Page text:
+ -

Bioactive nano-capsules to hijack cell behavior

Many diseases are caused by defects in signaling pathways of body cells. In the future, bioactive nanocapsules could become a valuable tool for medicine to control these pathways. Researchers from the University of Basel have taken an important step in this direction: They succeed in having several different nanocapsules work in tandem to amplify a natural signaling cascade and influence cell behavior.

14 September 2020

cells with green fluorescence
Enzyme-loaded nano-capsules work in tandem. The calcium level in the cells (green fluorescence) serves as an indicator that the system is working. (Microscopic image: University of Basel, Department of Chemistry)

Cells constantly communicate with each other and have ways to pick up signals and process them –  similar to humans who need ears to hear sounds and knowledge of language to process their meaning. Controlling the cell's own signaling pathways is of great interest for medicine in order to treat various diseases.

A research team of the Department of Chemistry at the University of Basel and the NCCR Molecular Systems Engineering  develops bioactive materials that could be suitable for this purpose. To achieve this, the researchers led by Professor Cornelia Palivan combine nanomaterials with natural molecules and cells.

In the journal “ACS Nano”, they now report how enzyme loaded nano-capsules can enter cells and be integrated into their native signaling processes. By functionally coupling several nano-capsules, they are able to amplify a natural signaling pathway.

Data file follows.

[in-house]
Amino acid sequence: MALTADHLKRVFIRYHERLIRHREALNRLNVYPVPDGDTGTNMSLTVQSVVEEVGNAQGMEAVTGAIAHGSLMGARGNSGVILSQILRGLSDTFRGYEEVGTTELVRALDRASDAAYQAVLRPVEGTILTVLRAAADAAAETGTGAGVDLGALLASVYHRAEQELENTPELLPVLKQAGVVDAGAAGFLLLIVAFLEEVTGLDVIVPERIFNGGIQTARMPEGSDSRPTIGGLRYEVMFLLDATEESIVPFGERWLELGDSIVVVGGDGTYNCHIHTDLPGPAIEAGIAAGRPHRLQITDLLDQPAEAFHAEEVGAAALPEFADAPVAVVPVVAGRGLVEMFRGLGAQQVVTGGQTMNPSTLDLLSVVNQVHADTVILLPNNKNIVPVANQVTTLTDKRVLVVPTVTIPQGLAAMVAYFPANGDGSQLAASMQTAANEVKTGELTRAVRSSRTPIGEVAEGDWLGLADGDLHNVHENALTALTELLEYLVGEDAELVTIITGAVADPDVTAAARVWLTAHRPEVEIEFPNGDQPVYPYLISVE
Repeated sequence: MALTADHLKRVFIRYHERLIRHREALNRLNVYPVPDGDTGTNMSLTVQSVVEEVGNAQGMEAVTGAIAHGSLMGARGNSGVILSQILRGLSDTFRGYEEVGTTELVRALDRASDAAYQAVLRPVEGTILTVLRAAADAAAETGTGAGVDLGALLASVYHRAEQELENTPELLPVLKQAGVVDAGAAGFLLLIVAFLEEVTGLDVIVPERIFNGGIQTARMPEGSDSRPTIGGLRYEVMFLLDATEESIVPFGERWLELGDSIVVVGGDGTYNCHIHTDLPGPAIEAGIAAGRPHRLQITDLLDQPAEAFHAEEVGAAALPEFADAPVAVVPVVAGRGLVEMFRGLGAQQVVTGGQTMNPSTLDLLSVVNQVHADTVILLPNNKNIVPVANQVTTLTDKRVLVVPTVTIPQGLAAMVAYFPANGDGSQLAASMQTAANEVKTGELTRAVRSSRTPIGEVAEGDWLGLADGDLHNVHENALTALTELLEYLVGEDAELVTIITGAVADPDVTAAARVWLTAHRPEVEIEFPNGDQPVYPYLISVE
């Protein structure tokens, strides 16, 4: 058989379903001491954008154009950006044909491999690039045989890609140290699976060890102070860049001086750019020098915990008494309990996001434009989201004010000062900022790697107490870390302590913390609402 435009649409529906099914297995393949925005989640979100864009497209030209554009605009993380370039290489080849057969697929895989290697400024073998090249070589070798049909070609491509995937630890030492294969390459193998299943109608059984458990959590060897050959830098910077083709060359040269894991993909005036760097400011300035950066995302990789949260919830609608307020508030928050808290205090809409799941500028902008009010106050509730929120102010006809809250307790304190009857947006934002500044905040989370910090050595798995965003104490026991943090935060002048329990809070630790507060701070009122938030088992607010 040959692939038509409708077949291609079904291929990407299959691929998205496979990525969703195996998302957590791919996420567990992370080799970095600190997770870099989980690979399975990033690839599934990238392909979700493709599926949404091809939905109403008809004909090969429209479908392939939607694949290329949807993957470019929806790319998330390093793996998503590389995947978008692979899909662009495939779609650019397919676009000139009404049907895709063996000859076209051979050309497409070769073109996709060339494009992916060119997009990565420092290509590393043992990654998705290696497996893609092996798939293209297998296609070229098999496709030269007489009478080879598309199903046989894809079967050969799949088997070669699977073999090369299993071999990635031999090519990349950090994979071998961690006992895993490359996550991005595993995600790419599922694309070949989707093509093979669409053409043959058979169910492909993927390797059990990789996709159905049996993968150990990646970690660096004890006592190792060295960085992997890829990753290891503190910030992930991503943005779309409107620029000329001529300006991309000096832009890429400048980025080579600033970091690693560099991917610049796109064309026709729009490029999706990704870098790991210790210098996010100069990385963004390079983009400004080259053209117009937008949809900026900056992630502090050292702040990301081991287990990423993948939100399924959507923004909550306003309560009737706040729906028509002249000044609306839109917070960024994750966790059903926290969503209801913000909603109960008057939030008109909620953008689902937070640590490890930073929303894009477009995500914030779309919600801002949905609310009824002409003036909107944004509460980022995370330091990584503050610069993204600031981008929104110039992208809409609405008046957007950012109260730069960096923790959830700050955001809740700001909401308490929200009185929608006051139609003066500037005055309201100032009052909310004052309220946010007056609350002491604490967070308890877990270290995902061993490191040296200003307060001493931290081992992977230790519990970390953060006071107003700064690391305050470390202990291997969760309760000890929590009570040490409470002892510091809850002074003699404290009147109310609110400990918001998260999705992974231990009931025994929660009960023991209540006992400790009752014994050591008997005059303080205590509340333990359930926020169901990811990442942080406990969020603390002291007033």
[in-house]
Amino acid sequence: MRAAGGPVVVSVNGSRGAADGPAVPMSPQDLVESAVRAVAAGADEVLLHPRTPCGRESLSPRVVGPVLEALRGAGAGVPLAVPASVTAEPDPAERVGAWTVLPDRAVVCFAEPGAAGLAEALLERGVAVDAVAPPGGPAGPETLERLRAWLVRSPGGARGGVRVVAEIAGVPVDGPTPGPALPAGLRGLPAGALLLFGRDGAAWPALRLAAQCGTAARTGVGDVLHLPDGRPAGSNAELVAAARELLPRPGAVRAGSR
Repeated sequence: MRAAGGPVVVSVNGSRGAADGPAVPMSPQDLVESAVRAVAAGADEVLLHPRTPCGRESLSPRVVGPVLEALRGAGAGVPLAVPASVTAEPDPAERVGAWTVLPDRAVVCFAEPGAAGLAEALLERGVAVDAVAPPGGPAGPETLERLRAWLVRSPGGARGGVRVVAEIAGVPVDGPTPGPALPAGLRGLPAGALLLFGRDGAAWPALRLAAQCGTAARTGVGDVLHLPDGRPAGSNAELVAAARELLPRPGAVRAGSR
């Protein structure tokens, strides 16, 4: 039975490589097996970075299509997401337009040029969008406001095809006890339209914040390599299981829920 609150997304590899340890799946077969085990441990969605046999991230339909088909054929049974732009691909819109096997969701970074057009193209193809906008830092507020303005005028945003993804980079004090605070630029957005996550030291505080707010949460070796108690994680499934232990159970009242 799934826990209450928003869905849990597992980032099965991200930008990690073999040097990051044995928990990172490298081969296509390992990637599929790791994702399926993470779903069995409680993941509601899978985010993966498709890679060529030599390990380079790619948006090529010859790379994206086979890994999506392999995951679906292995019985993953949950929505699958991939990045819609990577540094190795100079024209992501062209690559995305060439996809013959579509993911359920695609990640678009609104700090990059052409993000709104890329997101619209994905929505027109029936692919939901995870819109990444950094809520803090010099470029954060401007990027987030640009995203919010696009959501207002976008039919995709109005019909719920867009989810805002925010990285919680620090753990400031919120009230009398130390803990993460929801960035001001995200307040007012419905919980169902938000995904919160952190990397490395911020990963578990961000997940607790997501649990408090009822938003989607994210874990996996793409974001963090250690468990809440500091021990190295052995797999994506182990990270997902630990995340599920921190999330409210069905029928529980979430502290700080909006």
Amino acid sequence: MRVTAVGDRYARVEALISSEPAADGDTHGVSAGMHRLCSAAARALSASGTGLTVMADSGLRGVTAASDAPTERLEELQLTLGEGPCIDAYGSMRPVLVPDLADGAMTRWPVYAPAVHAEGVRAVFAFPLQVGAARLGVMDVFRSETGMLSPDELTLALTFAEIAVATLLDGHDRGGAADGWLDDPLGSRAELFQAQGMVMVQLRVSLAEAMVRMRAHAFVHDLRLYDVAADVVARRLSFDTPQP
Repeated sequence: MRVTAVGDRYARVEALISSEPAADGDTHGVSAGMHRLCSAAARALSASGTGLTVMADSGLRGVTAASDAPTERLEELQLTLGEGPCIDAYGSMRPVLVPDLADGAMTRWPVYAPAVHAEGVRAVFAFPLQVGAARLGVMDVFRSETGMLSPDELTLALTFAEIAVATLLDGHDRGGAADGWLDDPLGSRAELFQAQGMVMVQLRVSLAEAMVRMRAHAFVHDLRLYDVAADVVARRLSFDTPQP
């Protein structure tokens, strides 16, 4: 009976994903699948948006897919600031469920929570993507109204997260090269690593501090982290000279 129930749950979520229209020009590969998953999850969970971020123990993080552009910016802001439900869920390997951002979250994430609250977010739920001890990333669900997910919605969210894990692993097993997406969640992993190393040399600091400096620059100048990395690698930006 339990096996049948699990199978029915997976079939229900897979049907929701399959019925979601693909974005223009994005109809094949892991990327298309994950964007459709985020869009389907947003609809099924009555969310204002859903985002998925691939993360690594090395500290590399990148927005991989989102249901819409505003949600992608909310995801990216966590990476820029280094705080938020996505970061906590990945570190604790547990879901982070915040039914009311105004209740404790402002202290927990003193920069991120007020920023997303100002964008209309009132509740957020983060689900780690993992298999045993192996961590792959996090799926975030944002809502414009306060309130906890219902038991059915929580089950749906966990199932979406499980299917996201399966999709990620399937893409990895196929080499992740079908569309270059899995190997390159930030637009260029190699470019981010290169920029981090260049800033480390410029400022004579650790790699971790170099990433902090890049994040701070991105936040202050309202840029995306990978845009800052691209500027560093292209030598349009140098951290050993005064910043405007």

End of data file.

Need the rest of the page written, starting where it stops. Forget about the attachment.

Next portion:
Protecting the cargo

In order to protect the enzymes from degradation in a cellular environment the research team loaded them into polymeric small capsules. Molecules can enter the compartment through biological pores specifically inserted in its synthetic wall and react with the enzymes inside.

The researchers conducted experiments with nano-capsules harboring different enzymes that worked in tandem: the product of the first enzymatic reaction entered a second capsule and started the second reaction inside. These nano-capsuled could stay operative for days and actively participated in natural reactions in mammalian cells.

Tiny loudspeakers and ears

One of the many signals that cells receive and process is nitric oxide (NO). It is a well-studied cellular mechanism since defects in the NO signaling pathway are involved in the emergence of cardiovascular diseases, but also in muscular and retinal dystrophies. The pathway encompasses the production of NO by an enzyme family called nitric oxide synthases (NOS). The NO can then diffuse to other cells where it is sensed by another enzyme named soluble guanylate cyclase (sGC). The activation of sGC starts a cascade reaction, regulating a plethora of different processes such as smooth muscle relaxation and the processing of light by sensory cells, among others.

The researchers lead by Palivan produced capsules harboring NOS and sGC, which are naturally present in cells, but at much lower concentrations: the NOS-capsules, producing NO, act similarly to loudspeakers, “shouting” their signal loud and clear; the sGC-capsules, act as “ears”, sensing and processing the signal to amplify the response.

Using the intracellular concentration of calcium, which depends on the action of sGC, as an indicator, the scientists showed that the combination of both NOS and sGC loaded capsules makes the cells much more reactive, with an 8-fold increase in the intracellular calcium level.

A new strategy for enzyme replacement therapy

“It’s a new strategy to stimulate such changes in cellular physiology by combining nanoscience with biomolecules”, comments Dr. Andrea Belluati, the first author of the study. “We just had to incubate our enzyme-loaded capsules with the cells, and they were ready to act at a moment’s notice”.

“This proof of concept is an important step in the field of enzyme replacement therapy for diseases where biochemical pathways malfunction, such as cardiovascular diseases or several dystrophies”, adds Cornelia Palivan.

To top